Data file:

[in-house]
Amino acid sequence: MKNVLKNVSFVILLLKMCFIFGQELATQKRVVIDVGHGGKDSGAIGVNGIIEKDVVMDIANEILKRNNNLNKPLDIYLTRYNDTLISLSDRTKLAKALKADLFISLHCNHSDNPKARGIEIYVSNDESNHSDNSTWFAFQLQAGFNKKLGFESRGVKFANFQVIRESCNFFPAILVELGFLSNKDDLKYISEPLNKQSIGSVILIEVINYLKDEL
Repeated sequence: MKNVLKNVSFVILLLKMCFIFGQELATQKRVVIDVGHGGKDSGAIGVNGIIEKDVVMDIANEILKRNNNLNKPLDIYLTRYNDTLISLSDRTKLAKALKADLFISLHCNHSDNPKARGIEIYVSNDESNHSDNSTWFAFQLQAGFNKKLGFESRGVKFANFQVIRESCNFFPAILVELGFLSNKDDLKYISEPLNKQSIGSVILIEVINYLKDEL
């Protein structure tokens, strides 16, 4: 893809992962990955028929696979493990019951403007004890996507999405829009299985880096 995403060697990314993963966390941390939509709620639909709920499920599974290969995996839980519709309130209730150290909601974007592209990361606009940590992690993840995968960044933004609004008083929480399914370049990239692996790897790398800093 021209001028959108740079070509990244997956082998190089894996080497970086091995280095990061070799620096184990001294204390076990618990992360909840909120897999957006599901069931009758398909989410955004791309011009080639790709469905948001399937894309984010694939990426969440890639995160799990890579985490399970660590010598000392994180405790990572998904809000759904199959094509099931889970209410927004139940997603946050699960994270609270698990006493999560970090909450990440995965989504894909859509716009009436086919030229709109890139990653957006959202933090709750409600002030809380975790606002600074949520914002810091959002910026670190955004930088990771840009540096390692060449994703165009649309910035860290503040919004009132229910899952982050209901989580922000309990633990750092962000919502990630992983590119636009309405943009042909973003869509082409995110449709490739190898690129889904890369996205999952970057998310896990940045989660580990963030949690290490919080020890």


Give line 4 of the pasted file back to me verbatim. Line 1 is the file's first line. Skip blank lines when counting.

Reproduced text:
């Protein structure tokens, strides 16, 4: 893809992962990955028929696979493990019951403007004890996507999405829009299985880096 995403060697990314993963966390941390939509709620639909709920499920599974290969995996839980519709309130209730150290909601974007592209990361606009940590992690993840995968960044933004609004008083929480399914370049990239692996790897790398800093 021209001028959108740079070509990244997956082998190089894996080497970086091995280095990061070799620096184990001294204390076990618990992360909840909120897999957006599901069931009758398909989410955004791309011009080639790709469905948001399937894309984010694939990426969440890639995160799990890579985490399970660590010598000392994180405790990572998904809000759904199959094509099931889970209410927004139940997603946050699960994270609270698990006493999560970090909450990440995965989504894909859509716009009436086919030229709109890139990653957006959202933090709750409600002030809380975790606002600074949520914002810091959002910026670190955004930088990771840009540096390692060449994703165009649309910035860290503040919004009132229910899952982050209901989580922000309990633990750092962000919502990630992983590119636009309405943009042909973003869509082409995110449709490739190898690129889904890369996205999952970057998310896990940045989660580990963030949690290490919080020890």